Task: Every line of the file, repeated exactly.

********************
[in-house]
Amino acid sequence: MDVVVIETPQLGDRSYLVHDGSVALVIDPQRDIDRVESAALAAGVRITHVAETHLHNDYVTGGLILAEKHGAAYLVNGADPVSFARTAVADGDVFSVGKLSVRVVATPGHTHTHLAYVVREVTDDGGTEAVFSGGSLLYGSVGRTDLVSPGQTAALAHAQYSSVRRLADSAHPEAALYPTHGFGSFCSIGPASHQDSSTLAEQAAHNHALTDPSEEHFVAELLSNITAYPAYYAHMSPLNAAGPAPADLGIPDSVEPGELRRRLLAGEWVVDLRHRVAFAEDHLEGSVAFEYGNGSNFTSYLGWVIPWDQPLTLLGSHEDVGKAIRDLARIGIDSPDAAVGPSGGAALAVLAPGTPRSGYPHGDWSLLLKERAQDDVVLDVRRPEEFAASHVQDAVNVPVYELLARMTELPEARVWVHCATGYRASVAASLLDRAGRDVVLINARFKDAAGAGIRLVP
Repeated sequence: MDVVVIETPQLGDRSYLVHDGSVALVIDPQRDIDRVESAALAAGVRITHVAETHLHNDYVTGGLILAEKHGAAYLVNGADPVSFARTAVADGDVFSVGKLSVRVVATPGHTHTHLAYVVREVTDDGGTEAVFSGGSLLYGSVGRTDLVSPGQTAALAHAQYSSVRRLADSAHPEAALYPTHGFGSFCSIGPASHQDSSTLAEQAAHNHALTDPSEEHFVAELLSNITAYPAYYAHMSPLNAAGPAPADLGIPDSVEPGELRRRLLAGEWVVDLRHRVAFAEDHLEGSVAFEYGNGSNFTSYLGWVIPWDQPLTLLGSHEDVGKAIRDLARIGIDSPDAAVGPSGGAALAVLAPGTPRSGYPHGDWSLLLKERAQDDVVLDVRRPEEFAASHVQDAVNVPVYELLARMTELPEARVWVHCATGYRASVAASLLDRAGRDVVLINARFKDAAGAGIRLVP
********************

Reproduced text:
[in-house]
Amino acid sequence: MDVVVIETPQLGDRSYLVHDGSVALVIDPQRDIDRVESAALAAGVRITHVAETHLHNDYVTGGLILAEKHGAAYLVNGADPVSFARTAVADGDVFSVGKLSVRVVATPGHTHTHLAYVVREVTDDGGTEAVFSGGSLLYGSVGRTDLVSPGQTAALAHAQYSSVRRLADSAHPEAALYPTHGFGSFCSIGPASHQDSSTLAEQAAHNHALTDPSEEHFVAELLSNITAYPAYYAHMSPLNAAGPAPADLGIPDSVEPGELRRRLLAGEWVVDLRHRVAFAEDHLEGSVAFEYGNGSNFTSYLGWVIPWDQPLTLLGSHEDVGKAIRDLARIGIDSPDAAVGPSGGAALAVLAPGTPRSGYPHGDWSLLLKERAQDDVVLDVRRPEEFAASHVQDAVNVPVYELLARMTELPEARVWVHCATGYRASVAASLLDRAGRDVVLINARFKDAAGAGIRLVP
Repeated sequence: MDVVVIETPQLGDRSYLVHDGSVALVIDPQRDIDRVESAALAAGVRITHVAETHLHNDYVTGGLILAEKHGAAYLVNGADPVSFARTAVADGDVFSVGKLSVRVVATPGHTHTHLAYVVREVTDDGGTEAVFSGGSLLYGSVGRTDLVSPGQTAALAHAQYSSVRRLADSAHPEAALYPTHGFGSFCSIGPASHQDSSTLAEQAAHNHALTDPSEEHFVAELLSNITAYPAYYAHMSPLNAAGPAPADLGIPDSVEPGELRRRLLAGEWVVDLRHRVAFAEDHLEGSVAFEYGNGSNFTSYLGWVIPWDQPLTLLGSHEDVGKAIRDLARIGIDSPDAAVGPSGGAALAVLAPGTPRSGYPHGDWSLLLKERAQDDVVLDVRRPEEFAASHVQDAVNVPVYELLARMTELPEARVWVHCATGYRASVAASLLDRAGRDVVLINARFKDAAGAGIRLVP